Little information is available about the construction of the mosque of Sultan Hasan. The most substantial source available is al-Maqrizi writing six decades later. He had access to administrative documents that are unavailable to historians today. Maqrizi mentions that the construction of the mosque cost 30,000 dirham every day, making it the most expensive mosque in medieval Cairo. Financing for the mosque was paid for by the austerity of Manjaq, by Shaykhu's wealth, and by extortion from subjects. Even the Sultan may have considered the mosque of too great an expense. Al-Maqrizi noted that a eunuch said he heard the Sultan say "if it were not that the king of Egypt would be called incapable of finishing a building that he had started, then I would stop building this mosque on account of the greatness of what is spent on it".
An inscription on the mosque notes the name of emir Mohammed ibn Biylik, the supervisor of the construction of the mosque. Unusually his name was placed near Sultan Hasan's in the inscription. Placing the supervisor's name alongside the patron's demonstrated how massive an undertaking the mosque was. The emir's high standing otherwise was another indication of this prestige. Mohammed was involved in the construction of several other important structures in Cairo including the Hippodrome. Other labor for the mosque might have been restricted by the population loss of the Black Death, but as this was such a large undertaking, it attracted craftsmen from all over the Mamluk Empire.
The construction of the minarets is of particular interest. Plans called for four minarets, but only three were ever constructed. One of the minarets collapsed and three hundred people were killed. Al-Maqrizi noted that the minaret's fall ignited conversation across Cairo and Fustat about the impending downfall of the state. Al-Maqrizi noted also that a poet wrote lines in response that said that the fall of the minaret meant that God was present in it. The conversations in the public came to fruition. Sultan Hasan's assassination followed the minaret's fall by thirty-three days. Construction of the mosque continued after the Sultan's death, but it still was never completed.
The mosque itself
The mosque was built close to the Citadel, on the site of the Palace of Yalbugha al-Yahawws. This was meant as a pleasing site for the Sultan to look down on from his palace in the Citadel. During the medieval era, an open space connected the mosque and the Citadel. This proximity and the mosque's sturdiness gave the mosque a unique strategic significance. Ibn Ilyas reported that it was used by Mamluk rebels as a fort to attack the Citadel from. Al-Maqrizi, noted that "as soon as there occurred strife between the people the state, a number of amirs and others ascended to the top of the mosque and began to bombard the Citadel from there". For this reason, the Sultan Janbulat tried to demolish the mosque, but after three days of attempted demolition, he had little success and gave up. Al-Maqrizi noted that the Sultan Barquq demolished the stairs to the two minarets to make it less useful in attacks against the citadel.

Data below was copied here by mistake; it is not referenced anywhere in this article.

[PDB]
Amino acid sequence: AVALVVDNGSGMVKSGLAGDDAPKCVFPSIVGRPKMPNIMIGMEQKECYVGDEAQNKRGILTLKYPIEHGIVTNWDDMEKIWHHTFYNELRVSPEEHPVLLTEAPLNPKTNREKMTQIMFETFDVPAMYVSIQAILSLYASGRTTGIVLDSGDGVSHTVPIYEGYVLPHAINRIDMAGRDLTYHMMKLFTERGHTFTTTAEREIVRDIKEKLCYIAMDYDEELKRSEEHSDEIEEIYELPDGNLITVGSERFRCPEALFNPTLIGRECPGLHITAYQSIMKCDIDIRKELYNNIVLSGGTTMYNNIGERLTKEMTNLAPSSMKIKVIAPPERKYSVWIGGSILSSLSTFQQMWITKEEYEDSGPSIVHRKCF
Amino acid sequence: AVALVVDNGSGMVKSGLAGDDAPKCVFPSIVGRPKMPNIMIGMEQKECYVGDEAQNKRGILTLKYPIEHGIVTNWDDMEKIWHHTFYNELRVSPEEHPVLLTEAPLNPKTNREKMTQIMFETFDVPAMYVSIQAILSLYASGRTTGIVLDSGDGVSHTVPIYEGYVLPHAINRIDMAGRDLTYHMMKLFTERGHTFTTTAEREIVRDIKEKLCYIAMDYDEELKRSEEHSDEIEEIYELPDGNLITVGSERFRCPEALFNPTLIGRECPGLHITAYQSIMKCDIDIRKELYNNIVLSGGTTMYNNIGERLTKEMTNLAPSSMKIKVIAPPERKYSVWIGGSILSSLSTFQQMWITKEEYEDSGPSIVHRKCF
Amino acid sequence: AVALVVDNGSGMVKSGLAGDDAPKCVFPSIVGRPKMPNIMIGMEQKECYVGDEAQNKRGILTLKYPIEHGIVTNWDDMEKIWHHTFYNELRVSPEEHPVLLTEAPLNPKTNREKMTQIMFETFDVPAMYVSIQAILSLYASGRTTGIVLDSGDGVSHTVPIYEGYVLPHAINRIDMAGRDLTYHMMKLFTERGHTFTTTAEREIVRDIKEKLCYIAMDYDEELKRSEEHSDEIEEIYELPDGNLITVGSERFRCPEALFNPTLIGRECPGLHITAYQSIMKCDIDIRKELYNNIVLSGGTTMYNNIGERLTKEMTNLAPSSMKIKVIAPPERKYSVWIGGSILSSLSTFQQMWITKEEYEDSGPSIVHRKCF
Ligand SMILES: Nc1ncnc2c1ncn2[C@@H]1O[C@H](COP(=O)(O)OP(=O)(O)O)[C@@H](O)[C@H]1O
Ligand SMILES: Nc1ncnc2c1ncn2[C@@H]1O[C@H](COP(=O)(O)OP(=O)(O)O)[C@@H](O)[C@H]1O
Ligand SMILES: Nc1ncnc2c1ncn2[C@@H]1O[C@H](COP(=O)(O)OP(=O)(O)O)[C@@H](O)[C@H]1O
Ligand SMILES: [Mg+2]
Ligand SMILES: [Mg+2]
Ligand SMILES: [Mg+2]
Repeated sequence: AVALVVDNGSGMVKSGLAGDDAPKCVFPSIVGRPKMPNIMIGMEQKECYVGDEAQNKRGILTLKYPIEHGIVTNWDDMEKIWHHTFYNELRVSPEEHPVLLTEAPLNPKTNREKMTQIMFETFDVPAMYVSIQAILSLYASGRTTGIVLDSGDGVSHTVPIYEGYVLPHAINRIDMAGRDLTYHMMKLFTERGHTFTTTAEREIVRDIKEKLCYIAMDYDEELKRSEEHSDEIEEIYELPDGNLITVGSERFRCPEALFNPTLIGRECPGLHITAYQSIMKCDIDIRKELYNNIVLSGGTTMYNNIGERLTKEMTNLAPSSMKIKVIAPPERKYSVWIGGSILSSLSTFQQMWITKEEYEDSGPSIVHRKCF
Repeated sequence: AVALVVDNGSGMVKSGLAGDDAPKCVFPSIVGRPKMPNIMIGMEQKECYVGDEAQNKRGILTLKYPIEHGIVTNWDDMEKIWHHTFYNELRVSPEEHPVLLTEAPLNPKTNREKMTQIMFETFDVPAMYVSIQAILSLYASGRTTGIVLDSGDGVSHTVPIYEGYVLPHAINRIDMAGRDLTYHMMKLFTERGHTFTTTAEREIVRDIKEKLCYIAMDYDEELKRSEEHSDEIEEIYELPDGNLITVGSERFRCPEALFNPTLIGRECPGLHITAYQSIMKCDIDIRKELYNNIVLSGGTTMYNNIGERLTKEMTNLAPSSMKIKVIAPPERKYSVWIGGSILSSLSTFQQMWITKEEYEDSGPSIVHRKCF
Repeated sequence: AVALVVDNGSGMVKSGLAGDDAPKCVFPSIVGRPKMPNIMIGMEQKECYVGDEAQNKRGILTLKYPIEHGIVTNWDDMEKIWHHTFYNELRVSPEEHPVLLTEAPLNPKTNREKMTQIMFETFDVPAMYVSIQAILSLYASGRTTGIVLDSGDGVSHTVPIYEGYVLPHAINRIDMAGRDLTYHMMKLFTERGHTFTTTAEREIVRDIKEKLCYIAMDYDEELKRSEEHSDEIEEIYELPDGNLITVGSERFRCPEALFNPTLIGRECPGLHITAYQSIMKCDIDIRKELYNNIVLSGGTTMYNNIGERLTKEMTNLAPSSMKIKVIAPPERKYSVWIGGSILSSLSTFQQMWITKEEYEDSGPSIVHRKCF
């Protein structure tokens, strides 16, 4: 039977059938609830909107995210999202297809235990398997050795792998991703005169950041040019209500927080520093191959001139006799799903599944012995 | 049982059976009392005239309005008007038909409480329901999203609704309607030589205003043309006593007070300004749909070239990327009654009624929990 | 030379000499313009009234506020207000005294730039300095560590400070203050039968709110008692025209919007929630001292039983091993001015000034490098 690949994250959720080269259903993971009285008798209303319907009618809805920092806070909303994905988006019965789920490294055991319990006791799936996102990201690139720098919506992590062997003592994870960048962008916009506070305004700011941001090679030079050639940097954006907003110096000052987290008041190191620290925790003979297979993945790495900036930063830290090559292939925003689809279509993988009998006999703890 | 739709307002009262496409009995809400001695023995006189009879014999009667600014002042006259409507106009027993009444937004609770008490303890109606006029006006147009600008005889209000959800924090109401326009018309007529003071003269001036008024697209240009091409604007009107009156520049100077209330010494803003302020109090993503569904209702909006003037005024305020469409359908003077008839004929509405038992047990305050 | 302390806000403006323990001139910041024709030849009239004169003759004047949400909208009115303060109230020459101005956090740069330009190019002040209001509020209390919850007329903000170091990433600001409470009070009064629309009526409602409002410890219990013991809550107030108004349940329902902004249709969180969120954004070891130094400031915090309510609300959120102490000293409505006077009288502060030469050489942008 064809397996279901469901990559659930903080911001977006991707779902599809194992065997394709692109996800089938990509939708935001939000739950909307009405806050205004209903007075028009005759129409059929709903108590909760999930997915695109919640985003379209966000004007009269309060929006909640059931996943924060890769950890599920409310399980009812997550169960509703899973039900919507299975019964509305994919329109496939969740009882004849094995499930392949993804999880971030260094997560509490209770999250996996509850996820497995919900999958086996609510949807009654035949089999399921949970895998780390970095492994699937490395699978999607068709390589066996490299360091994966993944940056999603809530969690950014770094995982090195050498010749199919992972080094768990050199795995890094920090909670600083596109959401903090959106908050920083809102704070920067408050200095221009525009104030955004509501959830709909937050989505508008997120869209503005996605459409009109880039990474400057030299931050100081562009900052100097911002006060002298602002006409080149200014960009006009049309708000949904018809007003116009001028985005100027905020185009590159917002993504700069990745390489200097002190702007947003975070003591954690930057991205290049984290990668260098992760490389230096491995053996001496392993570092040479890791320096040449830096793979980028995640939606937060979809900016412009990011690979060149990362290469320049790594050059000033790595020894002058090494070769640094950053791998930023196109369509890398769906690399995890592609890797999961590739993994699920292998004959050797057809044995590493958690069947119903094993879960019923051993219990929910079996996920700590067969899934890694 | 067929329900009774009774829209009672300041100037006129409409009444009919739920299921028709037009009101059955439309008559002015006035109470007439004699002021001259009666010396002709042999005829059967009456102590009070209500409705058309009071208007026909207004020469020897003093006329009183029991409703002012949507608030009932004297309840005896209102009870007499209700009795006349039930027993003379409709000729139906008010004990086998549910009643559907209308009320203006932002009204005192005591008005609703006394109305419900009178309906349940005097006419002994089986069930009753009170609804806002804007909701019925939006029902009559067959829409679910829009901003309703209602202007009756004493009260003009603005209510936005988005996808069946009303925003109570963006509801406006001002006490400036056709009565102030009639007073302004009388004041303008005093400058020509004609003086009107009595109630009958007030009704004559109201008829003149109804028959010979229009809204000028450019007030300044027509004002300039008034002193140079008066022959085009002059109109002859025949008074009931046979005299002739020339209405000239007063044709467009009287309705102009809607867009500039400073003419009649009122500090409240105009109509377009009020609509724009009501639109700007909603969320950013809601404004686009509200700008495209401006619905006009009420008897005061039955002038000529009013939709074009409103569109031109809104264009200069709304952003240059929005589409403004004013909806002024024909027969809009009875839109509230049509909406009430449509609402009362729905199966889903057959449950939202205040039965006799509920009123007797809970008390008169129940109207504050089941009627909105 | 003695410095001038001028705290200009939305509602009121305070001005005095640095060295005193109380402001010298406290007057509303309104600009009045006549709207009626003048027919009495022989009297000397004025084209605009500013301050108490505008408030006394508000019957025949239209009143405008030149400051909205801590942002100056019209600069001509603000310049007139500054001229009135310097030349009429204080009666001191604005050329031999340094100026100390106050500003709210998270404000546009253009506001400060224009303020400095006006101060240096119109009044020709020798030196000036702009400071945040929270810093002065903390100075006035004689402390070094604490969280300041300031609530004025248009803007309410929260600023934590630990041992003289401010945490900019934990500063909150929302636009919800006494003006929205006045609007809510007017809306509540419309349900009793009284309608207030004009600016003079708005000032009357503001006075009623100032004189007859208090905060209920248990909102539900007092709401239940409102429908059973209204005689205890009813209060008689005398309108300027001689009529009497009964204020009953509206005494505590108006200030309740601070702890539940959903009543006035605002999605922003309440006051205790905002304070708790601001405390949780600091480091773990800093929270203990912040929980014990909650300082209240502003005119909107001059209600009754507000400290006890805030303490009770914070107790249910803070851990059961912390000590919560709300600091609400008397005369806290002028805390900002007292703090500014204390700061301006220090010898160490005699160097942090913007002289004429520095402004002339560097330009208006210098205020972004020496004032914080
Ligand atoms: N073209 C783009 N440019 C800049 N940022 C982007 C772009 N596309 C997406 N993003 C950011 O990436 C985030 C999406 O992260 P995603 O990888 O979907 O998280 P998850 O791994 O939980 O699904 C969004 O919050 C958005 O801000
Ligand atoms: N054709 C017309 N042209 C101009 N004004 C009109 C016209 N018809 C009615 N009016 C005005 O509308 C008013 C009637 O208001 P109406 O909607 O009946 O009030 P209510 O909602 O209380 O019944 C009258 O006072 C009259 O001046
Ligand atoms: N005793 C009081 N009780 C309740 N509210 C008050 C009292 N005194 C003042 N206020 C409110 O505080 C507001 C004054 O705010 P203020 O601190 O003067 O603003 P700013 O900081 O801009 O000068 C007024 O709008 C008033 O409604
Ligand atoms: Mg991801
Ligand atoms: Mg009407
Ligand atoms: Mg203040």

The sheer size of the mosque set it apart. Al-Maqrizi noted that the height of the large iwan was superlative. It measured 65 cubits, five higher than another notably large mosque, the Iwan of Kusraw at Al-Mada'in in Iraq.
Several unique features about the mosque should also be noted. Al-Maqrizi noted that the great dome that was not equaled in Egypt, Syria, the Maghreb, or Yemen. Despite the thickness of the mausoleum walls, the dome was made of wood. The mosque's dome was of an uncommon shape, that of an egg. The positioning of the mausoleum between two minarets was quite novel. Four minarets were planned, but they were never completed. This was an exceptional number for a mosque. The design of the twin portal minarets was uncommon as was the gigantic size of the mosque. The mosque is the only instance of chinoiserie in Mamluk architecture. The setup of the mosque was novel as well. The mausoleum was placed directly behind the prayer hall. This might have been thought profane, but it was not at the time.